plaintiffs as respectR some of the articles, and in favor of the defendant as respeots other articles, according to your findings of fact under the evidence as to' the several articles involved in this controversy. Upon the proofs in this case the defendant 'concedes that all the articles here in. vOlved, namely, the gauzes, crepon, crepes, satins, and velvets, are "trimmings." There i,a therefore no longer any dispute on that point. You will then assume that all these articles belong to the general class of" trimmings," and your deliberation will be confined to the single inquiry as to their chief use. What 'was the chief use of these several arWas it for making 01' ornamenting hats, bonnets, and hoods? Or was, their chief use for other purposes? In dealing with this subject you will carefully note that the question relates to the chief use of articles of the particuhn kinds and grades shown by the samples in evi· dence,-the numbered samples so often referred to by the counsel and. The question is not as to lhe chief use of gauzes, crepon, crepes,satins, and vehrets generally, but of goods the same as the samples. This is a point of primary importance, tlnd in your consideration of the testimony must not be lost sight of. I do not deem it necessary for me to recite at any length the evidence, or to attempt any particular analysis of it. The counsel of the respective parties have discussed the testimony very fully, and you have had the benefit of their views as to its bearing on the one side or the other of the question upon which yO]l are to pass. The observations I shall submit to you will be brief and of a general nature. There is evidence in the case tending to show that the ,manufacture and trimming of hats. bonnets, 'and hoods is a very large industry in the United States; that thereisJ8.Jgcneral class of articles known to the trade under the designation of "trimmings," specially adapted for and chiefly used for making or orhamentinghats, bonnets, and hoods, which class includes gauzes, crepes,saiins,and velvets, and many other articles; that these articlee are imported'into this country in large quantities; and that there is in trade a class of persons who are dealers in these various articles under the general name of "hat trimmings."· The plaintiffs have called and examined a large number of the importers of such goods and their employesntnd also other persons in trade who deal in and distribute these imported articles among the original purchasers, namely, the millinery houses and dry goods houses and other dealers in hat trimmings. These witnesses have testified that the chief use of the articles here in dispute is in the making or ornamenting of hats, bonnets, and hoods. Some of those witnesses, not all of them; who are importers, are themselves interested in the question involved in this litigation, and that is a fact to be ()onsideredby you in estimating the weight to be given to their testimony. You have seen the witnesses last referred to, and have had an opportunity: of observing their manner of testifying and their degree of intelligence, and itis for you to say what credit shall be given them. The plaintiffs have also .examined a number of other witnesses who are engaged in the business of manufacturing or trimming hats for men and. women, and who ,are connected with that industry, and those wit-
MEYER V. CADWALADER.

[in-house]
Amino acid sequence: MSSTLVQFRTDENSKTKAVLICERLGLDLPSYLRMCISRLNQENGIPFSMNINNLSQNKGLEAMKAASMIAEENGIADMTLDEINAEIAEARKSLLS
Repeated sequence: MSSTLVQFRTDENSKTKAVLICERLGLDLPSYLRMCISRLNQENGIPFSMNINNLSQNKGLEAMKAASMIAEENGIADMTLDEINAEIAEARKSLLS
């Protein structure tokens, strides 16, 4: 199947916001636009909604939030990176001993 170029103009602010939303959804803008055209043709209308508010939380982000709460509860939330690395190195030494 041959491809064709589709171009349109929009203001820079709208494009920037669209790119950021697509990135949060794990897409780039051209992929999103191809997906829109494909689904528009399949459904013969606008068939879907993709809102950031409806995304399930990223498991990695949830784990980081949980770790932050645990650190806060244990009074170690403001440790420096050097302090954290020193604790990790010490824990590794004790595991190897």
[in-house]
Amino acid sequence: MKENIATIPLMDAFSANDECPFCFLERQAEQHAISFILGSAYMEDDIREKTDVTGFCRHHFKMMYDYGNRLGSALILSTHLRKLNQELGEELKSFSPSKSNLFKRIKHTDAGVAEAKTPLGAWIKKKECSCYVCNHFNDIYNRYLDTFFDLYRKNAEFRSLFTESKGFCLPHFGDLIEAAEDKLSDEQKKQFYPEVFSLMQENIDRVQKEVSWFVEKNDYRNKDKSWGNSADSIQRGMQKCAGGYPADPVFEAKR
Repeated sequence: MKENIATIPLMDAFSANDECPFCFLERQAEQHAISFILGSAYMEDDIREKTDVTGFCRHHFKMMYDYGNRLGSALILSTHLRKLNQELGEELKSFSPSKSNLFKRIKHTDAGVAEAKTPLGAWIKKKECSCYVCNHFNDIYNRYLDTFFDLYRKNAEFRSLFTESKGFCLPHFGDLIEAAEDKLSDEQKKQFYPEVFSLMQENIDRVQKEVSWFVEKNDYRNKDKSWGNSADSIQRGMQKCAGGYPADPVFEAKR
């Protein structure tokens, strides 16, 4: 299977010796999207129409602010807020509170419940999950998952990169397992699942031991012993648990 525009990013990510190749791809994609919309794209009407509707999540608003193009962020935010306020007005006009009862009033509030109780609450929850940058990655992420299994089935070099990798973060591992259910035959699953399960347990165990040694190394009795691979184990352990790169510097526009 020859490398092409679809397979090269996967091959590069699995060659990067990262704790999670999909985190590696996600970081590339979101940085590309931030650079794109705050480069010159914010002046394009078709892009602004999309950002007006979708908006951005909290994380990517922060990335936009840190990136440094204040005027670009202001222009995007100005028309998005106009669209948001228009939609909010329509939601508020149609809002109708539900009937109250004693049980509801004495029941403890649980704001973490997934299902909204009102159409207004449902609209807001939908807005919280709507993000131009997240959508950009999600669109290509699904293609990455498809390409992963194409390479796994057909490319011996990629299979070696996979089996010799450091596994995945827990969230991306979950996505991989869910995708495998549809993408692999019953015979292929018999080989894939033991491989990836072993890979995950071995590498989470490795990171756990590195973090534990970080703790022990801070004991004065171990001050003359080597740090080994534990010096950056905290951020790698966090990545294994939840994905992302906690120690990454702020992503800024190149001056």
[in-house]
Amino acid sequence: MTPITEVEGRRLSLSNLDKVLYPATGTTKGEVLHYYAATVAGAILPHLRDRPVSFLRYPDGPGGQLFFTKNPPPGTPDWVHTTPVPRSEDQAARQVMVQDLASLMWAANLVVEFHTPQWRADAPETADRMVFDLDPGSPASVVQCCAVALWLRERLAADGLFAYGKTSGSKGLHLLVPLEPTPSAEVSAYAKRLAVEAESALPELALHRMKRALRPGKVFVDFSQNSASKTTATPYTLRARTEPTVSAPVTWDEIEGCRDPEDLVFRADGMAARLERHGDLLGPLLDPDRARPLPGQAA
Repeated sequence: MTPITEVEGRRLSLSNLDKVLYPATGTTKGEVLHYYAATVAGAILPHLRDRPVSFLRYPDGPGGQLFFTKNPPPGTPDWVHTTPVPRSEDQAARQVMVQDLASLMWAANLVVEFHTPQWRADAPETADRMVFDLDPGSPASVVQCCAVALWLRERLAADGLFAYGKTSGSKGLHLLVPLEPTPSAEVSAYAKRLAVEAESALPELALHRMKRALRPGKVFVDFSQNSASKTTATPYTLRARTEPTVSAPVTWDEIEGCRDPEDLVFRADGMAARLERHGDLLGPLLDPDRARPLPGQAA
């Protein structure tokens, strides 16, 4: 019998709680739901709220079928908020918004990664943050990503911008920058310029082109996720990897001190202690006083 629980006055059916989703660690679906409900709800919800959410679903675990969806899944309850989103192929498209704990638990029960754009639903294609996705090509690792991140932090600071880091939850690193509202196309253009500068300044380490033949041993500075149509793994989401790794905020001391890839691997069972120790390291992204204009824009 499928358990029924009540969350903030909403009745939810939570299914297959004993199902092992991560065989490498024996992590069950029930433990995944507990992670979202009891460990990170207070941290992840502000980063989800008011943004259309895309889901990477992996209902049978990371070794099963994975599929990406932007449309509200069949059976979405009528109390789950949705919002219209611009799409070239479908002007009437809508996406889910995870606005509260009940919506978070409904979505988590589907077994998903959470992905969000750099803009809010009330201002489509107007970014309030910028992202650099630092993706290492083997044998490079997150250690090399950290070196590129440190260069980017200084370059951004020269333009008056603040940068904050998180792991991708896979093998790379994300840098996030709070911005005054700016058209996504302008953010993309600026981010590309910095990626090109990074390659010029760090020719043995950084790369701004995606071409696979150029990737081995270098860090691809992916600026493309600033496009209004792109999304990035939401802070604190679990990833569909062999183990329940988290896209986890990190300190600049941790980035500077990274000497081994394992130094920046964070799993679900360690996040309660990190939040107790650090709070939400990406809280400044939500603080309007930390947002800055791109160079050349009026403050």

nesses have testified that the chief use of the articles here in question is for making or ornamenting hats, bonnets, and hoods. All these witnesses, as it to me, (although this is a matter for you to determine,) by reason of their connection with the trade, have a good opportunity of the use to which these articles are generally applied. The plaintiffs also ,called another class of witnesses, three in number, who are connected with the customs service of the United States, namely, Mr. Sharretts, a member of the board of general appraisers, Mr. Corbett, assistant appraiser at the port of New York, and Mr. Clark, assistant appraiser of the por;t of Philadelphia. You will recall the testimony of these witnesses. I ought, however, to add that while Mr. Sharretts testified that thechlef use of gauzes, satins, and velvets, represented by the numbered 4, 5, 9,11, and 12, was for making or ornamenting hats, bonnets, and hoods, he expressed the opinion that the crepon and crepe, represented by samples numbered 6 and 8, were not chiefly used for that purpose. The defendant has examined a very large number of witnesses belong.. iI).g to. various trades and occupations, dry goods men, dressmakers, manufacturers of novelties, undertakers, and others, who have testified that the chief use, of the goods here in dispute was for purposes other than that of making or ornamenting hats, bonnets, and hoods. These witnesses, as you will recall, testified that these goods were chiefly used for making or trimming dresses and fancy articles of different kinds, and for various other special purposes by them named. A great many of the defendant's witnesses, perhaps the greater number of any class testifying, are connected with the .dry goods trade, and acquired the knowledge upon which they te'3tify in that line of business. The:¥" s,peak. more particularly of satins and velvets', and testify as to their comparative sales. of such articles to dry goods houses and to milHIlery houses.. But you will reIllember that some of them state that many of the large dry goods houses to which they sell satins and velvets have lpillinery departments; and, further, that throughout tre in 'sm.aller towns alia communities, those in the dry goous business supply the local deIllandfor millinery articles. Do these witnesses, then, certainly k.now the.ultjmate use to which the satins and velvets are applied? Some of them admit that they do not know, and have no certain melins of knowing. The article of velvets calls for special . Witnesses on both sides of the case speak of and describe "millinery vEllvets," which they state are particularly adapted fOf trimming hats, bonilets, and hoods. There seems to be no difference between the witnesses on the two sides of the case as to the characteristics of mUlinery velvets. It is testified that they are made of ighter material and are softer and more pliable than dress velvets and velvets for other uses. The witnesses further state that the millinery are intended more for show than for evidence tends to !:!how, are of a wear. .SQme of the millinery low grade and price,and others are of a much higher grade and price.